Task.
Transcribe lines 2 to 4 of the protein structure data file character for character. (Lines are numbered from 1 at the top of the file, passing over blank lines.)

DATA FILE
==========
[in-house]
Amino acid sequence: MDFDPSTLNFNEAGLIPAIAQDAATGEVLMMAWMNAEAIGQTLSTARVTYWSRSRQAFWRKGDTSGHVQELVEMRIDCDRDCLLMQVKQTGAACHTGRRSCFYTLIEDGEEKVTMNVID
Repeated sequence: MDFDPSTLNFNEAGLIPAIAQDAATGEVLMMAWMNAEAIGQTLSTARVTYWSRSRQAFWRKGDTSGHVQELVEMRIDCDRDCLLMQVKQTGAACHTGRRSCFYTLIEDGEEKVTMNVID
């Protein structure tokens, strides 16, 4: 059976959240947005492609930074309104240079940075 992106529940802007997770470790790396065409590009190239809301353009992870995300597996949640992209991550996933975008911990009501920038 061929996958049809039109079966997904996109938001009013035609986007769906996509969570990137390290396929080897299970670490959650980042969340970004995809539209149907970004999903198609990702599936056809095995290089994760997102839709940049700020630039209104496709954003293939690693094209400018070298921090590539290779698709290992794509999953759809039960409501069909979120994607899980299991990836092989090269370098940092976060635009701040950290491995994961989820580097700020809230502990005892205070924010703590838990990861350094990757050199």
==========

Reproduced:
Amino acid sequence: MDFDPSTLNFNEAGLIPAIAQDAATGEVLMMAWMNAEAIGQTLSTARVTYWSRSRQAFWRKGDTSGHVQELVEMRIDCDRDCLLMQVKQTGAACHTGRRSCFYTLIEDGEEKVTMNVID
Repeated sequence: MDFDPSTLNFNEAGLIPAIAQDAATGEVLMMAWMNAEAIGQTLSTARVTYWSRSRQAFWRKGDTSGHVQELVEMRIDCDRDCLLMQVKQTGAACHTGRRSCFYTLIEDGEEKVTMNVID
């Protein structure tokens, strides 16, 4: 059976959240947005492609930074309104240079940075 992106529940802007997770470790790396065409590009190239809301353009992870995300597996949640992209991550996933975008911990009501920038 061929996958049809039109079966997904996109938001009013035609986007769906996509969570990137390290396929080897299970670490959650980042969340970004995809539209149907970004999903198609990702599936056809095995290089994760997102839709940049700020630039209104496709954003293939690693094209400018070298921090590539290779698709290992794509999953759809039960409501069909979120994607899980299991990836092989090269370098940092976060635009701040950290491995994961989820580097700020809230502990005892205070924010703590838990990861350094990757050199």